A few thoughts regarding the scale of destruction caused by natural disaster in Japan, and the hews headlines which are almost exclusively about the nuclear reactor leakages.
There is a perception that you don't need to make news about the impact of the tsunami in Japan, because "nothing can be done about a tsunami".
That is not true. A lot can be done about a tsunami. And in fact, a lot was done in Japan. Warning systems, evacuation plans, protective structures. That's why the number of dead will be around 30,000 and not 300,000 or more. When Indonesia and Thailand were hit by a tsunami a few years back, a lot more people were killed because they had not prepared as well.
Likewise with nuclear power. The plants can be improved. In fact, besides Fukushima, several other nuclear plants on the same coast were hit by this huge tsunami - and there is no crisis. Some of them needed to resort to emergency procedures, but those were successful. We should learn about that.
What actually scares me about the Fukushima incident is people like Frigyes Reisch, head of Swedish nuclear safety, says he thinks "in Sweden it would be handled more effectively". That sounds actually scary and overconfident. You don't make nuclear plants safer by pretending that you are more effective and better than the Japanese. That's a recipe for disaster. The way to avoid trouble is that you plan ahead for all kinds of risks and make contingency plans, back-up systems, better design. You don't jsut assume that you are more efficient than the Japanese.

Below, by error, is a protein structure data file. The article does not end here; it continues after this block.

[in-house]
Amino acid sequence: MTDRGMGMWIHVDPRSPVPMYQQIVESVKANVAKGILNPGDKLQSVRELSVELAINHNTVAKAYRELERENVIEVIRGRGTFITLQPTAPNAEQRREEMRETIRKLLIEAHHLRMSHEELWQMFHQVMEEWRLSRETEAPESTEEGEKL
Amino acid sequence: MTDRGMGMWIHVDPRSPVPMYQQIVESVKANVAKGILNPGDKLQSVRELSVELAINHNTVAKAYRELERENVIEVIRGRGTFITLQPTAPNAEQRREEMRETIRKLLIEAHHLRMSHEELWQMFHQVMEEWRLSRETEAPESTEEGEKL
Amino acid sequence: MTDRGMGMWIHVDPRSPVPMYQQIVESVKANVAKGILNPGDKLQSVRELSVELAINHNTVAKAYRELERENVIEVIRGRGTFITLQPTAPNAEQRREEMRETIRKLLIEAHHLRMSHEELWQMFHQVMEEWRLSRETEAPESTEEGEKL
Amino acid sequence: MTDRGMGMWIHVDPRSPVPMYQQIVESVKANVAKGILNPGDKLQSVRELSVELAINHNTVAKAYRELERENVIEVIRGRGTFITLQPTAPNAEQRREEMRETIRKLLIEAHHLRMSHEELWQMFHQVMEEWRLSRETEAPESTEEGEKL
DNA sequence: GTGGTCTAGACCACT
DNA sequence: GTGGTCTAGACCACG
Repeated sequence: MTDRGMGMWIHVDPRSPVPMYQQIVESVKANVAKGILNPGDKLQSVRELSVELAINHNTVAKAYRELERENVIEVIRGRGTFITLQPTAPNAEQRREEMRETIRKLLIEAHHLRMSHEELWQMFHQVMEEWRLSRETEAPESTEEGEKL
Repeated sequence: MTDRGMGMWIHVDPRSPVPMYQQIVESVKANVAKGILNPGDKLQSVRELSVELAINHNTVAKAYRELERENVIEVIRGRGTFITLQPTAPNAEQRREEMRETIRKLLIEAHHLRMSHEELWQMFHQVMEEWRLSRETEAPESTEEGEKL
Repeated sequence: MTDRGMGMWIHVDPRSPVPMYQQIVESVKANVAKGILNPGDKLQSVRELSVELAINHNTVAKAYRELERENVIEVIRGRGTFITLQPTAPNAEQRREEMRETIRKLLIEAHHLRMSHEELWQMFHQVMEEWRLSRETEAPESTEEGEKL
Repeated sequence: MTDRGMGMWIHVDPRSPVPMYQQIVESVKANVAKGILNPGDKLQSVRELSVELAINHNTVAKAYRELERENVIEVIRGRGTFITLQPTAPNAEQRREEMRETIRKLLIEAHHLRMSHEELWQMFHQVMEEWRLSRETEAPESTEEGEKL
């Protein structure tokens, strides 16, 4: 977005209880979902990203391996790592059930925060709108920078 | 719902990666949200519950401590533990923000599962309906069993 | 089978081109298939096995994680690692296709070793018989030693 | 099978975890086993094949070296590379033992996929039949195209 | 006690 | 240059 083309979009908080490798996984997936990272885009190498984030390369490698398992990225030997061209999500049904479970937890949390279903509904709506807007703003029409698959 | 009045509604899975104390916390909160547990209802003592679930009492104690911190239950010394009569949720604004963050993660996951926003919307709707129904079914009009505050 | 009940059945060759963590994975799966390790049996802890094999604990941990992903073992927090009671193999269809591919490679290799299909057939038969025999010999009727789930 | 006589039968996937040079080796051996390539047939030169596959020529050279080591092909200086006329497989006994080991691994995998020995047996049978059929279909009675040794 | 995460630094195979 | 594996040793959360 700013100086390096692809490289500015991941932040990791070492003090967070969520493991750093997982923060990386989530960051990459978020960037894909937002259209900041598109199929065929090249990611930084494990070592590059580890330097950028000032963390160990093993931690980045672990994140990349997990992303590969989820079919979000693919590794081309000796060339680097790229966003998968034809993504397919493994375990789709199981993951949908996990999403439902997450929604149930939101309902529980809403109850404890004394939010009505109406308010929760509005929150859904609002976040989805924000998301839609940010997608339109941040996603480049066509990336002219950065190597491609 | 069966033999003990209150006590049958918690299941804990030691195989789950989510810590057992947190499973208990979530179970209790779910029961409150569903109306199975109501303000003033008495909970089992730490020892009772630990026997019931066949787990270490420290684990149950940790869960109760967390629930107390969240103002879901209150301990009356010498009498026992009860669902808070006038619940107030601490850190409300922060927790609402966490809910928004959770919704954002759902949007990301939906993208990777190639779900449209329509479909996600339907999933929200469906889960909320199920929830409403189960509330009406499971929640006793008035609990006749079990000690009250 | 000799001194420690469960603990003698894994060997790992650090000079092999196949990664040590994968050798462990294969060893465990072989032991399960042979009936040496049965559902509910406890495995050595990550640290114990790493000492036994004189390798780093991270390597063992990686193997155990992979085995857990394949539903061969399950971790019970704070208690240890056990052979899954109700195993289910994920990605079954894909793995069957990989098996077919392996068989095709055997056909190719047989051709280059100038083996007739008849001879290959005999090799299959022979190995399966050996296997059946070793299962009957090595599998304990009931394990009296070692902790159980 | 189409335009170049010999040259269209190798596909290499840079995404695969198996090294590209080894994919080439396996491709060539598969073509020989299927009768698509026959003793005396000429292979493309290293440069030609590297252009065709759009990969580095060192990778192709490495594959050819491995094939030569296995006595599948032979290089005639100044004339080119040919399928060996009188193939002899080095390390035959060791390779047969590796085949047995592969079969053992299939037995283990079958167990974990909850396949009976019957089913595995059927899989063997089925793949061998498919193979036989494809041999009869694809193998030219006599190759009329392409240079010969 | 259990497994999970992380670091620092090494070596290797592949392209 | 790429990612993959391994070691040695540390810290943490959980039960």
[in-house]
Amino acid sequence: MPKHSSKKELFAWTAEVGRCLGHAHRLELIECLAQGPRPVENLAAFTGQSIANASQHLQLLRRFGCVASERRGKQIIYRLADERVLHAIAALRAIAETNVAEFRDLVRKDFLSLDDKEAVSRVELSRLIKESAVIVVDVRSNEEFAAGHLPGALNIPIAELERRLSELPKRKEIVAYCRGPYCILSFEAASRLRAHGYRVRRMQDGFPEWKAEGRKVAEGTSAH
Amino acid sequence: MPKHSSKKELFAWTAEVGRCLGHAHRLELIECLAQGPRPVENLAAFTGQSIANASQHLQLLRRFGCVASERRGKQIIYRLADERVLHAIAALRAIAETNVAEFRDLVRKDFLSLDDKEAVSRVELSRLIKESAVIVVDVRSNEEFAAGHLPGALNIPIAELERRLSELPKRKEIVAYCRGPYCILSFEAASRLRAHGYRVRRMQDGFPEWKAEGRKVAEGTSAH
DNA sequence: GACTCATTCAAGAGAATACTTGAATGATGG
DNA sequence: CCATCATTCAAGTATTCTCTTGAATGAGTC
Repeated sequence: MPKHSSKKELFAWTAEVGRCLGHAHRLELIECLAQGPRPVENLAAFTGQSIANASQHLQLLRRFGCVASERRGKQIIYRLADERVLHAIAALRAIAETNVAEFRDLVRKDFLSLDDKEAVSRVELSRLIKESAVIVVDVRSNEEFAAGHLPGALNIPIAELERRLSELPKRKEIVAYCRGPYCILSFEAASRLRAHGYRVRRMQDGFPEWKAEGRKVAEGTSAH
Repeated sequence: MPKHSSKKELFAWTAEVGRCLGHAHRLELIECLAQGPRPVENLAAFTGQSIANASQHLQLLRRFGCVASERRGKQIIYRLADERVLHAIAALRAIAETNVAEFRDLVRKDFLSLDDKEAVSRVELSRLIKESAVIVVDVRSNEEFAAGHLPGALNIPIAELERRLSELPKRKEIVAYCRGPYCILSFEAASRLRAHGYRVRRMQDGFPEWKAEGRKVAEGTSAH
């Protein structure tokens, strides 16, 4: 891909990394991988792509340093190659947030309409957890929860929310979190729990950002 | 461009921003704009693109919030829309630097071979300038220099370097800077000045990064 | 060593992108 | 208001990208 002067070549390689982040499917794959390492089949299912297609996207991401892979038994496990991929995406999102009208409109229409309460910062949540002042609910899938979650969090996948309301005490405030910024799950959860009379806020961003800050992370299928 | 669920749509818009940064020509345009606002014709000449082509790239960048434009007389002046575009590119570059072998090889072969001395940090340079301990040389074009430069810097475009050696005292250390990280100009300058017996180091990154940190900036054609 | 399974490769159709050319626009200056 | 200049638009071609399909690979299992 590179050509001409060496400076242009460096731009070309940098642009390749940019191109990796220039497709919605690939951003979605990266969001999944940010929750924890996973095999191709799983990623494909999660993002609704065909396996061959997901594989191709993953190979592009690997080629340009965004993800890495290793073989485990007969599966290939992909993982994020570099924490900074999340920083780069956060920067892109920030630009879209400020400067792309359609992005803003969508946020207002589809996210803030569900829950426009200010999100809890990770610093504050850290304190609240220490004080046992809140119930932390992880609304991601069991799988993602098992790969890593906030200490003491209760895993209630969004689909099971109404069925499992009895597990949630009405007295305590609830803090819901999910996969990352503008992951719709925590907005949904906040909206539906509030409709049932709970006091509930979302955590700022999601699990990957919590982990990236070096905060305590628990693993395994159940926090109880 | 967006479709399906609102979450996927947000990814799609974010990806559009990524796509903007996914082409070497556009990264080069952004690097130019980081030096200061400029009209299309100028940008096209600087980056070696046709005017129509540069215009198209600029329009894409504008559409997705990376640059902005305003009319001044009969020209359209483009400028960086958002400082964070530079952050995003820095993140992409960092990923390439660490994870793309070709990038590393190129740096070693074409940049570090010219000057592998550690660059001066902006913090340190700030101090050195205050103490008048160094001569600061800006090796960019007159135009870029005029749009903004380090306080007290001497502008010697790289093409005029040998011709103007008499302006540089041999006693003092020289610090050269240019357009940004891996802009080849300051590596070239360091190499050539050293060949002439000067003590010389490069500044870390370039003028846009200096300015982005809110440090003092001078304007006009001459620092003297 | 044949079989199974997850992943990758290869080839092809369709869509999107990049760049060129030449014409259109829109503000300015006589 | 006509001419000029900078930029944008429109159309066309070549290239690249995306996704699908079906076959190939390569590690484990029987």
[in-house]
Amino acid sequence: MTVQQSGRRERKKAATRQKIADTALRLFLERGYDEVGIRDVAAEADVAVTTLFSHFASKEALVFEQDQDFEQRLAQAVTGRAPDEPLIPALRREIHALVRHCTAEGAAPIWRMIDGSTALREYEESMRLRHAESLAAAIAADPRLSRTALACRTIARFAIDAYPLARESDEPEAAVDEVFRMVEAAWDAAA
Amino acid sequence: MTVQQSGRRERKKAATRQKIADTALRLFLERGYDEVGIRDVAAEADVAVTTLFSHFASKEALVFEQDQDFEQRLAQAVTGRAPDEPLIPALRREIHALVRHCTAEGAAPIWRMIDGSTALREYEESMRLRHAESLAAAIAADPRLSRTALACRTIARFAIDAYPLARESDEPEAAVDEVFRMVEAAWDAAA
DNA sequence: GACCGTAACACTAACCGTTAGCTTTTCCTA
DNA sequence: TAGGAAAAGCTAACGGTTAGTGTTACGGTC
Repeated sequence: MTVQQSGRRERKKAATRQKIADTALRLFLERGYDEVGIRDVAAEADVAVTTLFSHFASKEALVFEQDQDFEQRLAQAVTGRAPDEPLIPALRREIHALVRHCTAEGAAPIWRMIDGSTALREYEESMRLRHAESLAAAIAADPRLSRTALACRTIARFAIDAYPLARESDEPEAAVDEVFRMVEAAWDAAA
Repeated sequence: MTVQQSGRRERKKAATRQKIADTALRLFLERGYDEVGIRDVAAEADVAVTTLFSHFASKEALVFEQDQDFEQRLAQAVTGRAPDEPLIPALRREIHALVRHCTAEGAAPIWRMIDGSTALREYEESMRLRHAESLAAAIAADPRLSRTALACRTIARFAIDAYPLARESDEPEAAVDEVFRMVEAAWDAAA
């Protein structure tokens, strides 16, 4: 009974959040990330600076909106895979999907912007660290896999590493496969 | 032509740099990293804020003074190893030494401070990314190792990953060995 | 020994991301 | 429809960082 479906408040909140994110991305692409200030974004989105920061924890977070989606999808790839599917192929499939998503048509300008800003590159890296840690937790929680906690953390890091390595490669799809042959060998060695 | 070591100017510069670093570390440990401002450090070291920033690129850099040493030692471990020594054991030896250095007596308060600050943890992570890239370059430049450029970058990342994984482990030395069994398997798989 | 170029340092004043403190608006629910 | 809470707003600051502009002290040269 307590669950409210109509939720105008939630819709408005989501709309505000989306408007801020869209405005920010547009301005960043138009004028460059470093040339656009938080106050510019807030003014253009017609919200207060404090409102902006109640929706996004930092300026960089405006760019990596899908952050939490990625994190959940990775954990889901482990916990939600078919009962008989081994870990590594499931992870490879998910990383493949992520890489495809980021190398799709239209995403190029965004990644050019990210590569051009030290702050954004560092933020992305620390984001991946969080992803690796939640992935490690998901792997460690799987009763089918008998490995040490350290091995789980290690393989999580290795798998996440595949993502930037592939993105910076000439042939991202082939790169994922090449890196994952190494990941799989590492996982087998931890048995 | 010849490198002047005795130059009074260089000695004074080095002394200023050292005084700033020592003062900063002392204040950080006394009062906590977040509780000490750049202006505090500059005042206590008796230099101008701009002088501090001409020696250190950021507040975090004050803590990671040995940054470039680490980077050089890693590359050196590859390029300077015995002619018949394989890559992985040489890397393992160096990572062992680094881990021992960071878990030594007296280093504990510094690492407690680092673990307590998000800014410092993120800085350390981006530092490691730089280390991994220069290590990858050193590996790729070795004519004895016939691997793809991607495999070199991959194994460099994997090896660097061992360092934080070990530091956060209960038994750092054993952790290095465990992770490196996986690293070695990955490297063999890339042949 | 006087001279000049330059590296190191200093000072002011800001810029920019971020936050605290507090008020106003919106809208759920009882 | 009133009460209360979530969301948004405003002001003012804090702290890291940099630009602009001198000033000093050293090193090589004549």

If you are asking why there are problems in Swedish reactors, I think the biggest reason is the rather foolish referendum 30 years ago where there was a decision to shut down the plants in Sweden. Which was unrealistic, couldn't be done, and wasn't done, because the nation needs electricity. Instead, the utilization of the plants has increased, without much investment.
Why? If you are going to shut down the plants, the owner cannot invest in further development and renewals. And these are the things that would introduce new safety features, better reactor designs, safer plants. So Sweden voted to increase nuclear power but not develop it to be safer.
Otherwise, I'm quite shocked by the way media in the Nordics are exploiting the Japanese disaster politically to oppose nuclear power. There is a huge humanitarian disaster there. Even though the Japanese did prepare well, there was still huge damage and a lot of loss of life due to tsunami. The crisis in Fukushima plant is a very minor issue compared to the direct impact of the tsunami itself, even despite the extensive preparations and evacuations. The life has been changed for millions. But all that has gone from headlines, because fearmongering about nuclear plants sells better.
Some basic information:
http://online.kitp.ucsb.edu/online/plecture/bmonreal11/ (from March 16)